Transgender HIV Testing: Why it Matters

Despite some recent innovations in the arsenal against HIV, such as PEP and PrEP, the virus remains a formidable threat, even in the United States. Monitoring the virus globally is essential for identifying intervention priorities, assessing public health care needs, and evaluating the impact of prevention programming. Yet those most vulnerable to contracting the virus are also least likely to be tested regularly.

In a recent meta-analysis of evidence, transgender women were estimated to be nearly 50 times more likely than other adults of reproductive age to be living with HIV. Yet according to the Centers for Disease Control (CDC), transgender persons are least likely of any of their identified groups to receive regular testing. Limited information is available about HIV/AIDS and transgender persons to explain this. Some evidence suggests that transgender persons may be more likely to engage in risky behaviors due in large part to social stigma and economic marginalization.

Yet such immense disparities in prevalence and testing rates, the CDC has concluded, cannot be explained by individual risk behaviors alone. “Many cultural, socioeconomic, and health-related factors contribute to the HIV epidemic and prevention challenges in the U.S. transgender community. These include higher rates of drug and alcohol abuse, sex work, incarceration, homelessness, attempted suicide, unemployment, lack of familial support, violence, stigma and discrimination, limited health care access, and negative health care encounters.”

In an important step toward addressing this deficit in testing, The Center of Excellence for Transgender Health in San Francisco, which has been instrumental in guiding global transgender HIV prevention programming, developed the National Transgender HIV Testing Day (NTHTD). The first NTHTD launches today and will be held annually on April 18th.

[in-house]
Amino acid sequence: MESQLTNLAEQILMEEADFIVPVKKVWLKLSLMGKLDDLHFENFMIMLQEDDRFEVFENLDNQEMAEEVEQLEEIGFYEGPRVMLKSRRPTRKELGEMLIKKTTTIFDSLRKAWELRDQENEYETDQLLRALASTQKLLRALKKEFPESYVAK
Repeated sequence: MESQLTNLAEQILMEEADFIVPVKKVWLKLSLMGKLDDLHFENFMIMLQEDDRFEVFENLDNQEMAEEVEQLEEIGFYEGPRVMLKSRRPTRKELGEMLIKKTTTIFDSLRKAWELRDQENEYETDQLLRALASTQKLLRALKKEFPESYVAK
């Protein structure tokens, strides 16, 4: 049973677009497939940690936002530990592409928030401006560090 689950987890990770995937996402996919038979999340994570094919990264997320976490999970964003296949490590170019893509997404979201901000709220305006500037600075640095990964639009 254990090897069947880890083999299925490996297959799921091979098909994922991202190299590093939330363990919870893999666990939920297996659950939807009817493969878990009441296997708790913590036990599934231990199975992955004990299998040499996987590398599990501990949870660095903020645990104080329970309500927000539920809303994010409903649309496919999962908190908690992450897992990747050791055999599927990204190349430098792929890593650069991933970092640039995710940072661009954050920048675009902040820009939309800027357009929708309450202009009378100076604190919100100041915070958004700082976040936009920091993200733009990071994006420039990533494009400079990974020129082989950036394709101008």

“Although HIV risk is an issue that requires ongoing attention, designating the national testing day is to recognize the importance of HIV testing and continued focus on HIV prevention and treatment efforts among trans people,” observed Jenna Rapues, Capacity Building Specialist at the Center of Excellence.

One of the persistent challenges for service providers is a widespread lack of knowledge, comfort, and skill in addressing the specific prevention needs of transgender persons. While the first transgender-specific HIV prevention education program was developed in 1992, few resources had been directed at transgender programming until very recently. Only in the last ten years has the health status and well-being of transgender persons really begun to receive significant attention and resources from policy makers. This inaugural NTHTD capitalizes on and sustains some of that momentum.

In order to improve provider competencies in working with transgender clients and patients, the Center of Excellence for Transgender Health developed a toolkit (Spanish version to be released in spring 2016) with instructions and resources for Community-Based Organizations (CBOs) hosting transgender testing events in their communities. In doing so, the Center hopes it will empower CBOs who may be struggling to reach transgender members of their communities and indirectly drive more resources toward transgender-specific testing events.

“The success [of NTHTD] is really dependent upon the CBOs and involving the trans community,” said JoAnne Keatley, Director of the Center of Excellence. Drawing from the resources and guidelines in the toolkit, CBOs can host local transgender HIV testing events and/or community forums, as well as launch their own transgender-specific HIV testing campaign materials and resources.

While a national testing day cannot solve the problems of economic and social marginalization that transgender persons disproportionately face, it can work toward removing some of the barriers transgender persons face in accessing health care.

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